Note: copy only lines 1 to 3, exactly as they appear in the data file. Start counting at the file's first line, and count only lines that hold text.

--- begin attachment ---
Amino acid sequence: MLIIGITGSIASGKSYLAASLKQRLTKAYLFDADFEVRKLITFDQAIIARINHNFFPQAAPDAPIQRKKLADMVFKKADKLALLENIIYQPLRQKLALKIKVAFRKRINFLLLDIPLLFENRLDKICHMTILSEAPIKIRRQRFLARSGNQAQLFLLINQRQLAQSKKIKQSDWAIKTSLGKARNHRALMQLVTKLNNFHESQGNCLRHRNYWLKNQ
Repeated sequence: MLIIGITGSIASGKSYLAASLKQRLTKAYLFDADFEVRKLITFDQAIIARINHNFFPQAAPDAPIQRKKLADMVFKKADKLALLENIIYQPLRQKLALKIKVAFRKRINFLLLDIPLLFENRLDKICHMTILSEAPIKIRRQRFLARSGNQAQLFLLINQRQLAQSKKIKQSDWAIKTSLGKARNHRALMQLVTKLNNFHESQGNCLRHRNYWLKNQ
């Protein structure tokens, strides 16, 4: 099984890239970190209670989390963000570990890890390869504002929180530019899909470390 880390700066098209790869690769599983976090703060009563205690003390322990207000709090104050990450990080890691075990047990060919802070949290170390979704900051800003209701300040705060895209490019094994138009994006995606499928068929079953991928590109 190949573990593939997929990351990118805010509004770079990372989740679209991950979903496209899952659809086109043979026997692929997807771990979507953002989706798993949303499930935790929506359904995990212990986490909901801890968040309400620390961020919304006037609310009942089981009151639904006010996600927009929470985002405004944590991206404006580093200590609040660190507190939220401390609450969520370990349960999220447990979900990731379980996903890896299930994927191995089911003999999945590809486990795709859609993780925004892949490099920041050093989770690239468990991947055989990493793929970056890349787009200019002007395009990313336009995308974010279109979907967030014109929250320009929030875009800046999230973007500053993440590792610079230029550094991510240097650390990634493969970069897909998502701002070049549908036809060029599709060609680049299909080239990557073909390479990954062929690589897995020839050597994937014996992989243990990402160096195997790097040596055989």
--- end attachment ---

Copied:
Amino acid sequence: MLIIGITGSIASGKSYLAASLKQRLTKAYLFDADFEVRKLITFDQAIIARINHNFFPQAAPDAPIQRKKLADMVFKKADKLALLENIIYQPLRQKLALKIKVAFRKRINFLLLDIPLLFENRLDKICHMTILSEAPIKIRRQRFLARSGNQAQLFLLINQRQLAQSKKIKQSDWAIKTSLGKARNHRALMQLVTKLNNFHESQGNCLRHRNYWLKNQ
Repeated sequence: MLIIGITGSIASGKSYLAASLKQRLTKAYLFDADFEVRKLITFDQAIIARINHNFFPQAAPDAPIQRKKLADMVFKKADKLALLENIIYQPLRQKLALKIKVAFRKRINFLLLDIPLLFENRLDKICHMTILSEAPIKIRRQRFLARSGNQAQLFLLINQRQLAQSKKIKQSDWAIKTSLGKARNHRALMQLVTKLNNFHESQGNCLRHRNYWLKNQ
């Protein structure tokens, strides 16, 4: 099984890239970190209670989390963000570990890890390869504002929180530019899909470390 880390700066098209790869690769599983976090703060009563205690003390322990207000709090104050990450990080890691075990047990060919802070949290170390979704900051800003209701300040705060895209490019094994138009994006995606499928068929079953991928590109 190949573990593939997929990351990118805010509004770079990372989740679209991950979903496209899952659809086109043979026997692929997807771990979507953002989706798993949303499930935790929506359904995990212990986490909901801890968040309400620390961020919304006037609310009942089981009151639904006010996600927009929470985002405004944590991206404006580093200590609040660190507190939220401390609450969520370990349960999220447990979900990731379980996903890896299930994927191995089911003999999945590809486990795709859609993780925004892949490099920041050093989770690239468990991947055989990493793929970056890349787009200019002007395009990313336009995308974010279109979907967030014109929250320009929030875009800046999230973007500053993440590792610079230029550094991510240097650390990634493969970069897909998502701002070049549908036809060029599709060609680049299909080239990557073909390479990954062929690589897995020839050597994937014996992989243990990402160096195997790097040596055989």